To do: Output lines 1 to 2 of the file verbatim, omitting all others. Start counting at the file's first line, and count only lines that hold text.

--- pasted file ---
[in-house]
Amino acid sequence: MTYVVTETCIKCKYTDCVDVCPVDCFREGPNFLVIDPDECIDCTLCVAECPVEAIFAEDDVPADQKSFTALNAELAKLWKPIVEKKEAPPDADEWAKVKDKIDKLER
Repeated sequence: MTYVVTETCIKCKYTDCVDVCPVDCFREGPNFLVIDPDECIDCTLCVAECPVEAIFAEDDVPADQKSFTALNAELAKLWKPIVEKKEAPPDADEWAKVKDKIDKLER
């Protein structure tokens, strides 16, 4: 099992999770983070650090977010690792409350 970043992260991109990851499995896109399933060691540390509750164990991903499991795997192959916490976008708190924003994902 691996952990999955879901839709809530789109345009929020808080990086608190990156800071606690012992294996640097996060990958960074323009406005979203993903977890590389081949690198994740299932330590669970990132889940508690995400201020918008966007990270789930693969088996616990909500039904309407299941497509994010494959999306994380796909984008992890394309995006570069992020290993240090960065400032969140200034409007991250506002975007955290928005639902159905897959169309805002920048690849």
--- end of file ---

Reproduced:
[in-house]
Amino acid sequence: MTYVVTETCIKCKYTDCVDVCPVDCFREGPNFLVIDPDECIDCTLCVAECPVEAIFAEDDVPADQKSFTALNAELAKLWKPIVEKKEAPPDADEWAKVKDKIDKLER